Study shows racial and socioeconomic disparities in hip fracture care
A study by researchers at Hospital for Special Surgery (HSS) finds that people in certain racial and socioeconomic groups are at a disadvantage when it comes to care they receive after fracturing a hip.
The study, titled, "Racial and Socioeconomic Disparities in Hip Fracture Timing of Care, Complications, and Mortality," will be presented at the annual meeting of the American Academy of Orthopaedic Surgeons in Las Vegas on March 24.
Investigators based their findings on information available for nearly 200,000 patients in a statewide database. "Despite overall declines in the incidence of hip fractures and associated mortality, we found that there are racial and socioeconomic disparities in treatment access and outcomes," said Michael Parks, MD, a study author and orthopedic surgeon at Hospital for Special Surgery.
Dr. Parks and colleagues evaluated the presence and implications of disparities in the delivery of care, hypothesizing that race and community socioeconomic factors would influence quality of care for patients with hip fractures.
"The study found that black patients, Medicaid patients, and patients from impoverished communities are at increased risk for poor outcomes," Dr. Parks said.
Individuals who had surgery for a broken hip in New York State from 1998 to 2010 were identified from a statewide database. Researchers looked at a number of factors related to care and outcomes, including the need for a subsequent procedure within one year; hospital readmissions within 90 days of surgery; complications within 90 days; and in-hospital mortality within one year of discharge following hip fracture surgery.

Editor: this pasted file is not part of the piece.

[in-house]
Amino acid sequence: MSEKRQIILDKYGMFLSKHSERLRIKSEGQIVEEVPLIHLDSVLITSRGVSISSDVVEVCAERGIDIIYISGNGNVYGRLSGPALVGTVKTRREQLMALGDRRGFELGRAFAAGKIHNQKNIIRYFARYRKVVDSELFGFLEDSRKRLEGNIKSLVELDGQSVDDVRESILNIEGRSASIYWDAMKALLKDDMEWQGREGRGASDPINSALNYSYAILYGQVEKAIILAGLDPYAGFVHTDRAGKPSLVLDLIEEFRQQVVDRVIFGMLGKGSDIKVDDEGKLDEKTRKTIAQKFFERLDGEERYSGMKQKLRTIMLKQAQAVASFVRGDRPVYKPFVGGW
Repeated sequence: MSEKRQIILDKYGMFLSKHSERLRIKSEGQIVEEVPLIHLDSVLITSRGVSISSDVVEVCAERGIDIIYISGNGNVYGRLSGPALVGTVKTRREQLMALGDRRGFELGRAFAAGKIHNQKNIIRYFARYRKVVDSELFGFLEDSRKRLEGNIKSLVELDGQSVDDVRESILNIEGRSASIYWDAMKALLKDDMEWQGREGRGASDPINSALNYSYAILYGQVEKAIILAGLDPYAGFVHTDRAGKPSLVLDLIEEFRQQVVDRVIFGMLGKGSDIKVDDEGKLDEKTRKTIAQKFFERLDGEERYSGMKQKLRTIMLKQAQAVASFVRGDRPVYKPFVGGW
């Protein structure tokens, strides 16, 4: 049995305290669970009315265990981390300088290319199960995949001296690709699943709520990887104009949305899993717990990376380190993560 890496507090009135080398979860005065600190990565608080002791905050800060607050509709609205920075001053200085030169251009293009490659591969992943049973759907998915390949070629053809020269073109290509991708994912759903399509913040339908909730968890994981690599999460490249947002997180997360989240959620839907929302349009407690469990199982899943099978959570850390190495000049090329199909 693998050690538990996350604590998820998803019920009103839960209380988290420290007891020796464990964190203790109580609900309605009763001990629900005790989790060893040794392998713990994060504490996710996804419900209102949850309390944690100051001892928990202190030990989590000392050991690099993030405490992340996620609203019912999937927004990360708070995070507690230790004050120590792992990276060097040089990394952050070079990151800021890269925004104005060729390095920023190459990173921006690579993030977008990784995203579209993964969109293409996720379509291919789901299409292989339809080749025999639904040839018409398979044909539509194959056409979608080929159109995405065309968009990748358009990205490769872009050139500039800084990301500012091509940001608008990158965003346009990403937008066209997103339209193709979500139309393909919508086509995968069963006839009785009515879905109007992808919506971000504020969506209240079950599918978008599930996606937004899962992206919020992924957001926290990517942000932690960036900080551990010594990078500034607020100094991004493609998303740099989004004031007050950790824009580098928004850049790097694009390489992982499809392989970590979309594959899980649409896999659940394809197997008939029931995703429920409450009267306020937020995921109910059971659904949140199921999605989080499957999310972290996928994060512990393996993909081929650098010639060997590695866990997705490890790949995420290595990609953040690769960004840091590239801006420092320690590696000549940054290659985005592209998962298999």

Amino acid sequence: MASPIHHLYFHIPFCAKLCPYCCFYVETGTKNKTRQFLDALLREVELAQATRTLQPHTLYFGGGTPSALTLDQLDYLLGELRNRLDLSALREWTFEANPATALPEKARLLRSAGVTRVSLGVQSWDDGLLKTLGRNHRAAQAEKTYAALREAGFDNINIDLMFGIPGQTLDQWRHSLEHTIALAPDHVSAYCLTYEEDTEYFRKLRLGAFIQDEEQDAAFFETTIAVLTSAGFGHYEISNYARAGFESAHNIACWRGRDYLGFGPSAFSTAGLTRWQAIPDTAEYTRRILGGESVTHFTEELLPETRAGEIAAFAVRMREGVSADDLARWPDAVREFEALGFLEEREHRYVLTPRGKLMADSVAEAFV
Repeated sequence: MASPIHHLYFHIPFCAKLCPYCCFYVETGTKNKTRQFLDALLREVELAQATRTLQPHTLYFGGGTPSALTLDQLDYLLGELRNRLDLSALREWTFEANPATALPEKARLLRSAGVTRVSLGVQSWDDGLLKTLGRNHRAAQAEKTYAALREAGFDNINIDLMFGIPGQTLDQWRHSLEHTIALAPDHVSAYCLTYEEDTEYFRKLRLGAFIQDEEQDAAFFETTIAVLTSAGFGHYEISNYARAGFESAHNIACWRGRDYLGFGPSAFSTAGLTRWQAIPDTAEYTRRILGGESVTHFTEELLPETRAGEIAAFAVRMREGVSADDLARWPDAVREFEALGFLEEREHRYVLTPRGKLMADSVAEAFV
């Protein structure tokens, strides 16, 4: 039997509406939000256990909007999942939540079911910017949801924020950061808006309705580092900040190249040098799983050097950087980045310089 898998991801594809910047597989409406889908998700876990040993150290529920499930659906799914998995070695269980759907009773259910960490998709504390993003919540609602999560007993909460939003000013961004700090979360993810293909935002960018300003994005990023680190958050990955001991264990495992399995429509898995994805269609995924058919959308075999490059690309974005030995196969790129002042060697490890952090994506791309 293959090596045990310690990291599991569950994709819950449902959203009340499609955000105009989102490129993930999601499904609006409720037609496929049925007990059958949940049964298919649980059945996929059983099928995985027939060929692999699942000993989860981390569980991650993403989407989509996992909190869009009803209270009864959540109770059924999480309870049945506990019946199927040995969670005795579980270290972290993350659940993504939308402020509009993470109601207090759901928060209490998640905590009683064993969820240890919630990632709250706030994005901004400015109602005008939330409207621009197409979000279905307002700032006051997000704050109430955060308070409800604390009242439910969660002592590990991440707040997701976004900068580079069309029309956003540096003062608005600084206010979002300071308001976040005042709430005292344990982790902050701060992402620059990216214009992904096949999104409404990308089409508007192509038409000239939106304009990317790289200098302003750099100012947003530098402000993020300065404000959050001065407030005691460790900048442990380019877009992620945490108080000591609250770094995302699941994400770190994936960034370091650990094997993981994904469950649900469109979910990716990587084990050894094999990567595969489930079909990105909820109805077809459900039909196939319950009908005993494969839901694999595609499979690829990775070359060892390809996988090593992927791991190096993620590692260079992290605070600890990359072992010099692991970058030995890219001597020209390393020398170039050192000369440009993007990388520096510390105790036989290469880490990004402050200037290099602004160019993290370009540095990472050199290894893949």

The study compiled information for 197,782 patients. After adjusting for patient and community characteristics, investigators found that African American patients had a 55 percent increased risk for delayed surgery. They were 18 percent more likely to be readmitted to the hospital within 90 days and had a 12 percent higher risk of dying within one year compared to Caucasian patients.
Compared to Medicare patients, Medicaid patients had a 15 percent increased risk for delayed surgery. Patients who had private insurance were 21 percent less likely to experience delayed surgery, 23 percent less likely to be readmitted to the hospital and 20 percent less likely to experience complications, compared to Medicare patients. Those with private insurance were 19 percent less likely to die within one year.
Researchers found that patients from the most impoverished communities were at significantly greater risk for delayed surgery (26 percent increased risk) and were at higher risk (14 percent) of dying within one year of hip fracture surgery.
"As the Affordable Care Act expands health care access to larger and more diverse groups, we need to understand their needs and the factors that contribute to disparities in care," said Dr. Parks. "Once we understand these issues, we can develop targeted interventions to mitigate the effects of care inequalities in patients at greatest risk."